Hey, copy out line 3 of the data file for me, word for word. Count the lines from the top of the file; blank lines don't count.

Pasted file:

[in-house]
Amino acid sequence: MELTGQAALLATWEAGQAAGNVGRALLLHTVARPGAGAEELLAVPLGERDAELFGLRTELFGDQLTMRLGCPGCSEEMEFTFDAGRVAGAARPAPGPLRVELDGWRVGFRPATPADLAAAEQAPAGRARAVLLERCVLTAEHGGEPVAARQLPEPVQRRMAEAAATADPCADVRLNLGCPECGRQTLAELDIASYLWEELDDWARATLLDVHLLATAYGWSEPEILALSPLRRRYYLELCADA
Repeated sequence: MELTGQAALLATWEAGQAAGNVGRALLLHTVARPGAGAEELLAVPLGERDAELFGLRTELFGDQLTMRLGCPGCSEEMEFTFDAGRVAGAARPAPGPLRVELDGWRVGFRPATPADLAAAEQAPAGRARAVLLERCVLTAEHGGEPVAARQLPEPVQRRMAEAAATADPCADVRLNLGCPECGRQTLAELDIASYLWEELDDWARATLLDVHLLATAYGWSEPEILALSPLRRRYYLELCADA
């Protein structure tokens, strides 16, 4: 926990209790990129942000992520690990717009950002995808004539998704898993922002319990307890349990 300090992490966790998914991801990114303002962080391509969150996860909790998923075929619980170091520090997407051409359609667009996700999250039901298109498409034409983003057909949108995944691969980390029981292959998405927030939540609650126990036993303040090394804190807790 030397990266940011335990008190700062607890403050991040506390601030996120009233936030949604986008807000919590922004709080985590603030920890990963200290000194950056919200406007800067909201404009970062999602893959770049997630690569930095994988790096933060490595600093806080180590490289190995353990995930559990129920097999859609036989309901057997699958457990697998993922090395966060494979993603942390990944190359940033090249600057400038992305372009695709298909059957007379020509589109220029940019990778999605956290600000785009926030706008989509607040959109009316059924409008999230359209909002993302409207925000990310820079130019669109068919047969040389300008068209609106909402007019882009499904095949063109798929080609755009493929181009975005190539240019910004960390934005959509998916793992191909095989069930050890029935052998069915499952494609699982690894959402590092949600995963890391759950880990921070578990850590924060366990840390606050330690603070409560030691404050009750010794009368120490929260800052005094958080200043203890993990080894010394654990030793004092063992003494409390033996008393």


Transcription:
Repeated sequence: MELTGQAALLATWEAGQAAGNVGRALLLHTVARPGAGAEELLAVPLGERDAELFGLRTELFGDQLTMRLGCPGCSEEMEFTFDAGRVAGAARPAPGPLRVELDGWRVGFRPATPADLAAAEQAPAGRARAVLLERCVLTAEHGGEPVAARQLPEPVQRRMAEAAATADPCADVRLNLGCPECGRQTLAELDIASYLWEELDDWARATLLDVHLLATAYGWSEPEILALSPLRRRYYLELCADA